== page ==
By Frédéric Chopin, ed. Alfred Cortot
Read or Download 12 Études op. 25 PDF
Best forms & genres books
A entire consultant to Mozart's immortal THE MAGIC FLUTE (Die Zauberflote), that includes insightful remark and research, whole tale Synopsis with 30 tune Examples, a whole NEWLY TRANSLATED LIBRETTO with song Examples, Discography, Videography, and a Dictionary of Opera and Musical phrases.
An outstandingly major feat of Mozart scholarship. .. . A basic reassessment of the early background of CosÃ¬ fan tutte and a massive contribution to its severe assessment as a piece of paintings. The author's scrutiny of the autograph ranking unleashes a torrent of data on how Mozart composed the opera, how he replaced his brain or felt forced to alter his brain, how the character of the paintings itself replaced and, such a lot startlingly, a frank publicity of its many unresolved concerns.
At the 250th anniversary of the composer's demise, this quantity bargains an in-depth examine the "Great Eighteen" organ chorales, one of the so much celebrated works for organ, and a milestone within the heritage of the chorale. Addressed to organists, students, and basic listeners alike, this lucid and interesting e-book examines the song from a large spectrum of old and analytical views.
- Voices in Bali: Energies and Perceptions in Vocal Music and Dance Theater (Music Culture)
- Emblems of Eloquence: Opera and Women's Voices in Seventeenth-Century Venice
- Opera and Drama in Eighteenth-Century London: The King’s Theatre, Garrick and the Business of Performance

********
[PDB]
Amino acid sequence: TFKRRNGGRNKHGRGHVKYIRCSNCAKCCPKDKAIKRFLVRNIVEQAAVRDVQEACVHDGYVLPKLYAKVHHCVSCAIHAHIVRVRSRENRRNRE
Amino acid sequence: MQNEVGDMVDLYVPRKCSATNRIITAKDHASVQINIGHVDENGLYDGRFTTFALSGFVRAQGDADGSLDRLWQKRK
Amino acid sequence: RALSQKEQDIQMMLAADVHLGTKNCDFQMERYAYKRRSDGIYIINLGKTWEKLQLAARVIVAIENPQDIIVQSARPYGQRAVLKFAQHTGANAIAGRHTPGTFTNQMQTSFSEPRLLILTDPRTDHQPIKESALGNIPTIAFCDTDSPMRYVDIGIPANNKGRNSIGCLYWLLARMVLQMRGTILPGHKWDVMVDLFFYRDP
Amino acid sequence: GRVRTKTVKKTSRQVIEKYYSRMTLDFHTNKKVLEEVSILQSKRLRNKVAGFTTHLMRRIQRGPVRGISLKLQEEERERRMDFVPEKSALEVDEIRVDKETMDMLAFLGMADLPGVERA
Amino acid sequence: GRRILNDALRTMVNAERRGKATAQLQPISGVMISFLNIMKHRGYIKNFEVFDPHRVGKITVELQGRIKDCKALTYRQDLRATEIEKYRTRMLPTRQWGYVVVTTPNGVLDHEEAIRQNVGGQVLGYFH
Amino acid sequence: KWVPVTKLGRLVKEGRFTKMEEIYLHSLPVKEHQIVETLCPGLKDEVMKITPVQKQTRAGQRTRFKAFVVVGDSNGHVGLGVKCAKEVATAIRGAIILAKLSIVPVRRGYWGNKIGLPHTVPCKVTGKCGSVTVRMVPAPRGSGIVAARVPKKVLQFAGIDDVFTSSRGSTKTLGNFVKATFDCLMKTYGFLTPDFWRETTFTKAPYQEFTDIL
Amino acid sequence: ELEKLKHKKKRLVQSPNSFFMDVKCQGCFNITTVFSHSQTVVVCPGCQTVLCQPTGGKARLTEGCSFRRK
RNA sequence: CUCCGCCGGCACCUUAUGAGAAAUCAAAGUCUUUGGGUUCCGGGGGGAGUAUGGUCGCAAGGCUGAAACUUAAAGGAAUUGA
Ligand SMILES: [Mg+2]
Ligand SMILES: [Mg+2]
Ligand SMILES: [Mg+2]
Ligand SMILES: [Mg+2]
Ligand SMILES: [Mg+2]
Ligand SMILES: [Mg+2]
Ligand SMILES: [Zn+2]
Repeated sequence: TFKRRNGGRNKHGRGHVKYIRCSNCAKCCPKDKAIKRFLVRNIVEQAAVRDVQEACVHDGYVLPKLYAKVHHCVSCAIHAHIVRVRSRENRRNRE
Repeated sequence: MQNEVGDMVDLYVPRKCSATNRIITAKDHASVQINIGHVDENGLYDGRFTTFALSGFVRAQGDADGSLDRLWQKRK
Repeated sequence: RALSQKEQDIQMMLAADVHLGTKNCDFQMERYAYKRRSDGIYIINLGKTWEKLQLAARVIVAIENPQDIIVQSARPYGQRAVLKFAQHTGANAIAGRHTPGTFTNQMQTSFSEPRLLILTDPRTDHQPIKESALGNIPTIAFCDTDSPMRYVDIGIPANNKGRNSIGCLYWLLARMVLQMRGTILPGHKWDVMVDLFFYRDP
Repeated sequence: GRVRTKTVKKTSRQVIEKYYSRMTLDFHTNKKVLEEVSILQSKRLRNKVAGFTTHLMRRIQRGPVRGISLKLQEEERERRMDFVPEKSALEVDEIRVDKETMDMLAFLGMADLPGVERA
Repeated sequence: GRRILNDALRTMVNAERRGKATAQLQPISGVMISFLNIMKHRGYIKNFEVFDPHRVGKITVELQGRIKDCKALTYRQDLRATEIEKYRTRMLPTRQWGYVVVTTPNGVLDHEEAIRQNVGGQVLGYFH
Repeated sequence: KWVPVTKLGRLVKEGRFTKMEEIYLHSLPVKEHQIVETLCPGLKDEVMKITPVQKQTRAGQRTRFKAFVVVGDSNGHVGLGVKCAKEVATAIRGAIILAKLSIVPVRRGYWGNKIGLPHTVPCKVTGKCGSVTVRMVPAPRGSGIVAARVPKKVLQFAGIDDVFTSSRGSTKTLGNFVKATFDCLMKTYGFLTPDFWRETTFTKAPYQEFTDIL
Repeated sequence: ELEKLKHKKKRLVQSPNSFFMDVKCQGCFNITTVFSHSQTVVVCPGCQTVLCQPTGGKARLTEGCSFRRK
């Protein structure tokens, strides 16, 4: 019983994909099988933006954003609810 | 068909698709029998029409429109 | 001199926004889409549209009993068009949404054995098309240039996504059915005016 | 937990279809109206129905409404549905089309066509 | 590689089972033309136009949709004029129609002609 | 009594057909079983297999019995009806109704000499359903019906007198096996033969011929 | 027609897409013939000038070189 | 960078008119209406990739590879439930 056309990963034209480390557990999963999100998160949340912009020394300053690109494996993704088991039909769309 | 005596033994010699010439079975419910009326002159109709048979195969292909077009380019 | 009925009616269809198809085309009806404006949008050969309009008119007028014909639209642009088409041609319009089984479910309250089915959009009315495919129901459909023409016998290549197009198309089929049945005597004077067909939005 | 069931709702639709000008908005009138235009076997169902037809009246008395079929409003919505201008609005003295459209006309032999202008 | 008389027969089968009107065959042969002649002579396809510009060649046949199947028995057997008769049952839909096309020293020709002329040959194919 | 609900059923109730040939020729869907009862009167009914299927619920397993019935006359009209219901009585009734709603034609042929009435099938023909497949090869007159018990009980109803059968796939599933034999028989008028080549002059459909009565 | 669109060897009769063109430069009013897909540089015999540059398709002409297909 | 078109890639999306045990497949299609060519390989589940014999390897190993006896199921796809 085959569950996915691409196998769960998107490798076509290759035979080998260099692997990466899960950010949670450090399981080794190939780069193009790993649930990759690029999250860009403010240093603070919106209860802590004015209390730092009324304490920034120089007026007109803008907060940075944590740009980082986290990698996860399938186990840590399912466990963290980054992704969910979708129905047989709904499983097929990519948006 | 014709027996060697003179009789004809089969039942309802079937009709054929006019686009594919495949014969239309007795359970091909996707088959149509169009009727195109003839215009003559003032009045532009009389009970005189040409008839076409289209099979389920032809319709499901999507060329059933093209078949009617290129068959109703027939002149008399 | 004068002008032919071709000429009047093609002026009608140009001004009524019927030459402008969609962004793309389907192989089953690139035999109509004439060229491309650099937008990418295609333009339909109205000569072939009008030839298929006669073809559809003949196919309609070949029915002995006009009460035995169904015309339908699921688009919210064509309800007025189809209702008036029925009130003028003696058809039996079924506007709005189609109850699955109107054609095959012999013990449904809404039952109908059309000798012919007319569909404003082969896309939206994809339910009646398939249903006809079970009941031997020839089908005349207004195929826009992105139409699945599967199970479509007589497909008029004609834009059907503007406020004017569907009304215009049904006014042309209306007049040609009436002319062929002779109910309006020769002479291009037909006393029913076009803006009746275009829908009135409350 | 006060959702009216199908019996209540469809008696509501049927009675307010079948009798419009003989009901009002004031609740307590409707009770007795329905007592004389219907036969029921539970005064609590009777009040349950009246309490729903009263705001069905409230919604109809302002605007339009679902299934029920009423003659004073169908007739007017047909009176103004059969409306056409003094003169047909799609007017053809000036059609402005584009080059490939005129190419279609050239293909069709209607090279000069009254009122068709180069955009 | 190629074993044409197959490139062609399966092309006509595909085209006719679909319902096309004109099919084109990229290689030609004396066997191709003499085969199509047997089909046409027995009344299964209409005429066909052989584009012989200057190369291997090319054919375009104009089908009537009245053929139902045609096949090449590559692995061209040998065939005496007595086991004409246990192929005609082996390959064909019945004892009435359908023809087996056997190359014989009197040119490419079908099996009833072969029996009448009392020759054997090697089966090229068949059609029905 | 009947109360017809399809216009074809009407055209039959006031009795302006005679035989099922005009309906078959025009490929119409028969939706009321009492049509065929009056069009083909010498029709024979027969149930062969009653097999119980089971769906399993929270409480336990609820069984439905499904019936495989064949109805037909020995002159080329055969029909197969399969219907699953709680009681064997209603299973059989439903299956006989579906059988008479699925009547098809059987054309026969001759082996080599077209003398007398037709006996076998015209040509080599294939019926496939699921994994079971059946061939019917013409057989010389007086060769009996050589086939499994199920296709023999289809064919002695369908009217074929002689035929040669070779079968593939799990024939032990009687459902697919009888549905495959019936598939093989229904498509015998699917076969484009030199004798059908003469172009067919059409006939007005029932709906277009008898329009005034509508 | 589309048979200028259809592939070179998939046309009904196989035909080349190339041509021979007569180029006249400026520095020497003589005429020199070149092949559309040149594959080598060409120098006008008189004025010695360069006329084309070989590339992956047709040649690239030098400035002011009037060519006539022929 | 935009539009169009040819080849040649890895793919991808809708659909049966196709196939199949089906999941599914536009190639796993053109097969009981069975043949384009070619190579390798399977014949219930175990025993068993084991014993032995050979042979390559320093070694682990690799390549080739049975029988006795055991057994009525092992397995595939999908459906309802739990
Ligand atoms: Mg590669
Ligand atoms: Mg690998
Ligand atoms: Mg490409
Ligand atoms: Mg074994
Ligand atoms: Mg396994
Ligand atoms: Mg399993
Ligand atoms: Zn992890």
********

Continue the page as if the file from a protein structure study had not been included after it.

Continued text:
Additional resources for 12 Études op. 25
58 See Marco Salvaroni in NG. 59 This theme is also featured in the prologue to Cavalli’s La Calisto. On the sources of this allegory, see Brown, “Introduction,” pp. xxviii-xxxii. 38 The Baroque Libretto 60 “Torneo,” in NG. On opera at the Viennese Court, see Herbert Seifert, Die Oper am Wiener Kaiserhof im 17 Jahrhundert (Tutzing: Schneider, 1985). 61 “Dance,” in NG. 62 Rosand, Opera in Seventeenth-Century Venice, p. 55. ” 63 Alm, “Winged feet,” 249-250. 87-88. 65 A theoretical foundation for this principle is found in Giovanni Battista Doni’s Trattato della musica scenica (1630s).
Zeno clarifies that the doctrinal content of the earlier stage–in the narrative voice of the first period and in the explicatory recitatives and choral passages of the second period–can and should be entrusted to style rather than characters or structure. The recitatives and arias of patriarchs, apostles and prophets, characters from whom the audience naturally expects authoritative teachings, should be based on a very limited vocabulary and type of phrasing, drawn directly from Scripture, from the writings of the Fathers, and from the recognized theological authorities of the Church.
But even these reflections on the oratorio libretto are at best modest, when compared 30 The Baroque Libretto with the attention attracted by all the other literary genres in the flurry of critical activity inaugurated by the Accademia dell’Arcadia. Prior to that, throughout the seventeenth century, the oratorio poet did not come into any kind of prominence for his work in this field, which remained sheltered from the outside world and narrowly focussed on its message of conversion and spiritual fulfilment.